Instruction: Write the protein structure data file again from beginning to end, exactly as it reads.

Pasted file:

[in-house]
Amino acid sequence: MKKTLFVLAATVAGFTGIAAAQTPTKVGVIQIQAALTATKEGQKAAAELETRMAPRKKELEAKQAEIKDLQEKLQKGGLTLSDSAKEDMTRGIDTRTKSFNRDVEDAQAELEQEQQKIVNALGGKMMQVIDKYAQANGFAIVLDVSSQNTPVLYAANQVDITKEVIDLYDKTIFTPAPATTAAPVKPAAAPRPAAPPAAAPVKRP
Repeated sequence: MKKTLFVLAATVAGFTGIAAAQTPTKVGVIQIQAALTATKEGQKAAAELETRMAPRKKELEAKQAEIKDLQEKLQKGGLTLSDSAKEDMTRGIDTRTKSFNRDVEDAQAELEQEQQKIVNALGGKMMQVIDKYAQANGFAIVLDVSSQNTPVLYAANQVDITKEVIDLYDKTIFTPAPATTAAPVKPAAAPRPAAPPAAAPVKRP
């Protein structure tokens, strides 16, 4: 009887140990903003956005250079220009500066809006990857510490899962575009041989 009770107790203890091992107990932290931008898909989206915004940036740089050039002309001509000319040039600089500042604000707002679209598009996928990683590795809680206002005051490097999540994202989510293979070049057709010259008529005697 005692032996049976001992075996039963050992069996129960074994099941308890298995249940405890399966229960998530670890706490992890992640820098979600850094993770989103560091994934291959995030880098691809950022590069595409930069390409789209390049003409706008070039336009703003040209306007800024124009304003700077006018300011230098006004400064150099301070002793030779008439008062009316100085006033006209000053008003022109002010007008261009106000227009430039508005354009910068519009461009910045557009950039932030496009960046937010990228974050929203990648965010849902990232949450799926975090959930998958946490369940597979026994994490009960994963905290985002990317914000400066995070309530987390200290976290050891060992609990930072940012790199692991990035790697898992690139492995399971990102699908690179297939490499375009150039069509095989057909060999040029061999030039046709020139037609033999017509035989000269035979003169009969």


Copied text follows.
[in-house]
Amino acid sequence: MKKTLFVLAATVAGFTGIAAAQTPTKVGVIQIQAALTATKEGQKAAAELETRMAPRKKELEAKQAEIKDLQEKLQKGGLTLSDSAKEDMTRGIDTRTKSFNRDVEDAQAELEQEQQKIVNALGGKMMQVIDKYAQANGFAIVLDVSSQNTPVLYAANQVDITKEVIDLYDKTIFTPAPATTAAPVKPAAAPRPAAPPAAAPVKRP
Repeated sequence: MKKTLFVLAATVAGFTGIAAAQTPTKVGVIQIQAALTATKEGQKAAAELETRMAPRKKELEAKQAEIKDLQEKLQKGGLTLSDSAKEDMTRGIDTRTKSFNRDVEDAQAELEQEQQKIVNALGGKMMQVIDKYAQANGFAIVLDVSSQNTPVLYAANQVDITKEVIDLYDKTIFTPAPATTAAPVKPAAAPRPAAPPAAAPVKRP
């Protein structure tokens, strides 16, 4: 009887140990903003956005250079220009500066809006990857510490899962575009041989 009770107790203890091992107990932290931008898909989206915004940036740089050039002309001509000319040039600089500042604000707002679209598009996928990683590795809680206002005051490097999540994202989510293979070049057709010259008529005697 005692032996049976001992075996039963050992069996129960074994099941308890298995249940405890399966229960998530670890706490992890992640820098979600850094993770989103560091994934291959995030880098691809950022590069595409930069390409789209390049003409706008070039336009703003040209306007800024124009304003700077006018300011230098006004400064150099301070002793030779008439008062009316100085006033006209000053008003022109002010007008261009106000227009430039508005354009910068519009461009910045557009950039932030496009960046937010990228974050929203990648965010849902990232949450799926975090959930998958946490369940597979026994994490009960994963905290985002990317914000400066995070309530987390200290976290050891060992609990930072940012790199692991990035790697898992690139492995399971990102699908690179297939490499375009150039069509095989057909060999040029061999030039046709020139037609033999017509035989000269035979003169009969």